David Baiin, Abreaction Theater Promotional Materials

“-.” or Kidnapping by Psychiatric Questionnaire • December 9, 1977
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KIDNAPPING BY PSYCHIATRIC QUESTIONNAIRE • ACT 1

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KIDNAPPING BY PSYCHIATRIC QUESTIONNAIRE • ACT 2

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KIDNAPPING BY PSYCHIATRIC QUESTIONNAIRE • DETAIL 1

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KIDNAPPING BY PSYCHIATRIC QUESTIONNAIRE • DETAIL 2

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KIDNAPPING BY PSYCHIATRIC QUESTIONNAIRE • DETAIL 3

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KIDNAPPING BY PSYCHIATRIC QUESTIONNAIRE • DETAIL 4

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KIDNAPPING BY PSYCHIATRIC QUESTIONNAIRE • Inspector Script Page 1

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KIDNAPPING BY PSYCHIATRIC QUESTIONNAIRE • Inspector Script Page 2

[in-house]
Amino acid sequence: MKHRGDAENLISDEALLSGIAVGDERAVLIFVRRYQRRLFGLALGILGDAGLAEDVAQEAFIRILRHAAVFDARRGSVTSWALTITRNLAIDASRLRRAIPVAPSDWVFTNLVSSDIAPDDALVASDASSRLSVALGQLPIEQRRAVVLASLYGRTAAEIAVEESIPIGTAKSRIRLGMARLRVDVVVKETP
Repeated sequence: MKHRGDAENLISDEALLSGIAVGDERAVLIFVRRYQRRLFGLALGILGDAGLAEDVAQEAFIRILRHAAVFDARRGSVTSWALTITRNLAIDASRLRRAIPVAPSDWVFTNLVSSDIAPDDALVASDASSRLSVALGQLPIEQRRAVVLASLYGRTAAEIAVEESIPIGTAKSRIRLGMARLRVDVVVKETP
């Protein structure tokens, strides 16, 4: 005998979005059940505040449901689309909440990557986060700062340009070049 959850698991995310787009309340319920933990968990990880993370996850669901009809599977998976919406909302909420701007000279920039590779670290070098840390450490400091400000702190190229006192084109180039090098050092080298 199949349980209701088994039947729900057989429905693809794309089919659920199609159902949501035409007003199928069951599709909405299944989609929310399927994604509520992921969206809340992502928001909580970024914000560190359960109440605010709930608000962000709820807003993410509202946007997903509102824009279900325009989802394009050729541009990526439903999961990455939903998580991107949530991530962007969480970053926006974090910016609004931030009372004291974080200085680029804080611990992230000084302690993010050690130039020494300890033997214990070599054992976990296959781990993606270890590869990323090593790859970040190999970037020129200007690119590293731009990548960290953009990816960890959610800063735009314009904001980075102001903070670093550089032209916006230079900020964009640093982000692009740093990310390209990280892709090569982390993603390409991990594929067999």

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KIDNAPPING BY PSYCHIATRIC QUESTIONNAIRE • Inspector Questions Script

Facings #3 • October 17, 1977 • December 15, 1977
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FACINGS 3 Script Cover • October 17, 1977 • December 15, 1977

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FACINGS 3 Script Page 1 • October 17, 1977 • December 15, 1977

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FACINGS 3 p1: Introduction

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FACINGS 3 p2: I did this to him, to her, between the being and the bone.

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FACINGS 3 p3: On Oct 1520 the fleet sighted a headland which they named the Cape of Eleven Thousand Virgins.

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FACINGS 3 p4: Circumstance, those certain moments, those stories and anecdotes, obscure the nature of how we come to mean.

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FACINGS 3 p5: Here is a place penetrated by a cool and analytic vision.

Facings #2 • April 14, 1977
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FACINGS 2 Script Cover • April 14, 1977

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FACINGS 2 Script Page 1 • April 14, 1977

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FACINGS 2 p1: Here in this room where she lies here and I sit here

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FACINGS 2 p2: I take it out of context

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FACINGS 2 p3: Here we lie together.

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FACINGS 2 p4: Still